We assume that the process of atherosclerosis in patients with MI is more advanced and the methods used are incapable to detect further subtle changes due to the presence or absence of coronary artery occlusion.
On the other hand an occlusion of a coronary artery without the occurrence of a MI is a gradual process. It reflects an advanced atherosclerosis and is associated with endothelial dysfunction, hence with decreased FMD. It does not however lead to myocardial scaring and to profound inhomogenities in ventricular repolarization which can explain the absence of significant QTd changes.
FMD has been studied in the setting of MI by other researchers as well. Vertes et al (9) compared the endothelial function of young men with a history of MI with healthy controls and demonstrated a significant reduction for FMD values in MI patients. On the other hand the reactivity of the brachial artery has been shown to be an independent predictor of adverse cardiovascular events in survivors of acute coronary syndrome without ST segment elevation (10).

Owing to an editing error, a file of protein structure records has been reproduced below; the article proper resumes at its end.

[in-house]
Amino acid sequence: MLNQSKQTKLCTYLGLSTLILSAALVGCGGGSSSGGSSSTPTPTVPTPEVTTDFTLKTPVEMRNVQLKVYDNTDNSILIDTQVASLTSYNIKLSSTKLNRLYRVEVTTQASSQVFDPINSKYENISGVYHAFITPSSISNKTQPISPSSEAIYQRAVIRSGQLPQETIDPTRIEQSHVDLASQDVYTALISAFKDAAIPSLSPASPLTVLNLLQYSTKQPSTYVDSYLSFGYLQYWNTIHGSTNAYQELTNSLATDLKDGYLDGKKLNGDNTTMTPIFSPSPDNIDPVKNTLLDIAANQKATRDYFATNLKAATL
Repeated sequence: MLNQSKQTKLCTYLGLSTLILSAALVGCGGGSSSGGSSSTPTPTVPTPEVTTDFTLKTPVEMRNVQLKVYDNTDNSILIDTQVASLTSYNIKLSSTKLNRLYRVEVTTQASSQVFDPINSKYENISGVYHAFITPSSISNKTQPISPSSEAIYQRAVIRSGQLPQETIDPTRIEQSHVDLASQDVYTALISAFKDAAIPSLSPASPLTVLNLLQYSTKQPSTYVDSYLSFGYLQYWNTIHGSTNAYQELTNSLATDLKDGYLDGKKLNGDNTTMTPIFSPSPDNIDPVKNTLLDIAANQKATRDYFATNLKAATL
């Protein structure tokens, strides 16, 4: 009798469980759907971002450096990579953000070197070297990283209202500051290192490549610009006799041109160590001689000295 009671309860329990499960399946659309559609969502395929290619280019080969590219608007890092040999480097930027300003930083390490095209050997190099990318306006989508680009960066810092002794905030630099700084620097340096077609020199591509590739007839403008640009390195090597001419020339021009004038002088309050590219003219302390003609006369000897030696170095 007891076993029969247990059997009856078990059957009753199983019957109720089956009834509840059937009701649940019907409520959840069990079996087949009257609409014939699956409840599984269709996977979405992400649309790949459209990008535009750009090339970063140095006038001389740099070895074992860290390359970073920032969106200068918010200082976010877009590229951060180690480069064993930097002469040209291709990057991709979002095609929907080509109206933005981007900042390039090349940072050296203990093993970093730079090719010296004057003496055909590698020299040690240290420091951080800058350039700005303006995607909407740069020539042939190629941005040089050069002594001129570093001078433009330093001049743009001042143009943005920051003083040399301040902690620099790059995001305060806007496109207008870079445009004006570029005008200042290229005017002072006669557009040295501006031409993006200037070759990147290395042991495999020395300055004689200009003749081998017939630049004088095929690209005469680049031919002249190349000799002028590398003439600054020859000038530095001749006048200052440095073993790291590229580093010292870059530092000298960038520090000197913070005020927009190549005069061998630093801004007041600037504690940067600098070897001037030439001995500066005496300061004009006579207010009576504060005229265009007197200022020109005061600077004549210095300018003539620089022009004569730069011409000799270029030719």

A meta-analysis, including 18 studies with 2525 post-MI patients, showed that the QTd was significantly higher in acute MI, as well as in the chronic phase of MI although with a trend towards lower values compared with the acute phase of MI (11). The changes in QT interval dispersion have also been correlated with the patency of the infarct-related coronary artery in a study including 244 patients with acute MI treated with fibrinolytics, where a significantly higher QTd was found in patients with an occluded culprit vessel (12).